Attention, Edmonton: Say goodbye to spring mosquitoes, and hello to pesky ankle-biters!

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WATCH ABOVE: What's the current situation when it comes to mosquitoes in Edmonton? Let's check in with resident bug man Mike Jenkins – Jun 20, 2018

Think of it as the changing of the guard, if you will. It’s that time of year when the big spring mosquitoes die off, only to be replaced by those pesky little ankle-biters.

“What we’re seeing now is the end of that spring species group,” Edmonton’s resident bug man Mike Jenkins explained. “It’s a big mosquito, often yellowish in colour and it’s often one of the last spring species that we usually see.

“It is a fairly aggressive biter. It prefers to go after large mammals for its blood meal, so that includes humans and they can be out and active in the day, as well as being largely dawn and dusk feeders. So they make their presence known even more than their numbers would overall indicate.”

READ MORE: Edmonton mosquitoes hatching a month behind schedule

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What Edmontonians are about to experience are the “really stealthy…small, fast little ankle-biters,” Jenkins said. But the good news is, limited rain over the past few weeks has kept the hatching at bay.

“We’re not seeing large numbers of those appearing yet, which we usually do by this time of year,” he explained on Wednesday.

“The rainfall that we had in the last week or so — our crews have been out there and treating it and reducing the numbers. And even where the habitat was forming, it’s also been very dry and the vegetation out there is really thirsty so a lot of that habitat got sucked up almost immediately.”

READ MORE: Mosquito numbers ‘a little bit up’ in Edmonton; here’s how to reduce bites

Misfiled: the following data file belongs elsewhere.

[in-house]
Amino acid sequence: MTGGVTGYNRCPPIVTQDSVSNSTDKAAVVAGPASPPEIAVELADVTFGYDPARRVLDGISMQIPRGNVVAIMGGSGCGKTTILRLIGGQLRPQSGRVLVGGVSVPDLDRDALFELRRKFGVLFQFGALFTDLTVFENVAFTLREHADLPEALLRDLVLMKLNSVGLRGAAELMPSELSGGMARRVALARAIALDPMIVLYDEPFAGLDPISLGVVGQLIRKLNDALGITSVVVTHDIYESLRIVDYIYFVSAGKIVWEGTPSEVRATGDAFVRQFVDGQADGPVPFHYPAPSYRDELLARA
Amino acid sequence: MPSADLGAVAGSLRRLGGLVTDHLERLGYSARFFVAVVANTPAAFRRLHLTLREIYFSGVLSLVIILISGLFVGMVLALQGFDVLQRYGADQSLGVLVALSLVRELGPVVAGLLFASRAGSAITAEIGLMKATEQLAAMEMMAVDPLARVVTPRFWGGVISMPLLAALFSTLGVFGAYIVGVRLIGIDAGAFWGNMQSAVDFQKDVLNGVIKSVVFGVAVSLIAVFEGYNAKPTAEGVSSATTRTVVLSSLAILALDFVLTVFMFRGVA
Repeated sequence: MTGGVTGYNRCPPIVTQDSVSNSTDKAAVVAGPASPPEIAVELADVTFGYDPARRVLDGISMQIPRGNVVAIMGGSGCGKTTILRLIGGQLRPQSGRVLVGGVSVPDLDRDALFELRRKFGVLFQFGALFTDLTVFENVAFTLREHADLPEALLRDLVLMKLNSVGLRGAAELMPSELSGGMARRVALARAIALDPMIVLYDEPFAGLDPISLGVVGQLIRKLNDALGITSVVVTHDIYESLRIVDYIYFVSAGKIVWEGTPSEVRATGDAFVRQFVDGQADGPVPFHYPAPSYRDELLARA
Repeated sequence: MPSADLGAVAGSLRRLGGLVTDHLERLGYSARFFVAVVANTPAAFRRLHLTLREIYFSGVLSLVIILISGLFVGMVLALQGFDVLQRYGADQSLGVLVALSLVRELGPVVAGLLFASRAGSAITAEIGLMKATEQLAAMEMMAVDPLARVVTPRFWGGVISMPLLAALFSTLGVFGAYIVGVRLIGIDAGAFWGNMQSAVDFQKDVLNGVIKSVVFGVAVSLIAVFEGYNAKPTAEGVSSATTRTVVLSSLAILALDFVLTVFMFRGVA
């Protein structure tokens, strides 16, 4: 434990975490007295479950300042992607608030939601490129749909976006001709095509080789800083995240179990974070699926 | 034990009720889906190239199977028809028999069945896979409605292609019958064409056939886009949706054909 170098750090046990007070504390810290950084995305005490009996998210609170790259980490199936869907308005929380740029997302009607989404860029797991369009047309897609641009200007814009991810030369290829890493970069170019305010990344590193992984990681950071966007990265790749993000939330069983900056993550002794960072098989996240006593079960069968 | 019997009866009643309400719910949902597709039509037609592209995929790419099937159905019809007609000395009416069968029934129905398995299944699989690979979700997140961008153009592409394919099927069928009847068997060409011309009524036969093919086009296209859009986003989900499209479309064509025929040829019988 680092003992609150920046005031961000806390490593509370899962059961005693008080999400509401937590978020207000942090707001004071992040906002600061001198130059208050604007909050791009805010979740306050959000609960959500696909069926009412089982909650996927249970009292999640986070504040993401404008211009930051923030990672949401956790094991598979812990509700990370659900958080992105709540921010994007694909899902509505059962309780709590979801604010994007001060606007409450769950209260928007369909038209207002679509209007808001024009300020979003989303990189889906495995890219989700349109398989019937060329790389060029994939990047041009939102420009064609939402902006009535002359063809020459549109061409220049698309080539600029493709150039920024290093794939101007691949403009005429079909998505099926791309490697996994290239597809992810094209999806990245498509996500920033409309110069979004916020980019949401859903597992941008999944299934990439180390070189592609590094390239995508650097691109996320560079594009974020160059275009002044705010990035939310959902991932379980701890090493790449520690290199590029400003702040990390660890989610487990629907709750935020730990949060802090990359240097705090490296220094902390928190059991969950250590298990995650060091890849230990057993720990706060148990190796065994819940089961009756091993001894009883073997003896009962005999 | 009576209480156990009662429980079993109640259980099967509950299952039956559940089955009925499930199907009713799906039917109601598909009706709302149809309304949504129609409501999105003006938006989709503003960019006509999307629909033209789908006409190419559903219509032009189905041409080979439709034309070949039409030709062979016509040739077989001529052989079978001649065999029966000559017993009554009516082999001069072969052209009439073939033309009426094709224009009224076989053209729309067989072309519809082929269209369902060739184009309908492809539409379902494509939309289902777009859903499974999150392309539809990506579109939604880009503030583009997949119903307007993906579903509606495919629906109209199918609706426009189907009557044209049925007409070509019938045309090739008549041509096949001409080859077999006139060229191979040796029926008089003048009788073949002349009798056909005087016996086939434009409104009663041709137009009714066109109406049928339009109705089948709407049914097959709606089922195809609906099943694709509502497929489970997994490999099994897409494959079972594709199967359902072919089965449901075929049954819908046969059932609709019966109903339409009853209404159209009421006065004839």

But, as with the weather, the situation could change. And how much precipitation the city receives – or lack thereof – could change the type of mosquito species that rears its ugly head.

Any additional rain in the area will likely lead to more of the typical summer species, the Aedes vexans, which are the quick ankle-biters, Jenkins said. But a lot of really hot days could lead to a very different situation.

“If we do see lots of really hot days, that could trigger the development of culex tarsalis, which is the species that’s a potential vector for West Nile. But at this point, we’re not at the level that we’re expecting any large numbers of culex tarsalis either.”

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READ MORE: Summer weather forecast: A warm Canadian summer, with a few exceptions

West Nile arrived in Edmonton in 2003, according to the City of Edmonton. Since then, the number of cases reported in Alberta has fluctuated rather drastically from a high of 320 cases in 2007 to zero cases in 2011, 2014 and 2015. Last year, there were seven cases of West Nile virus in Alberta.

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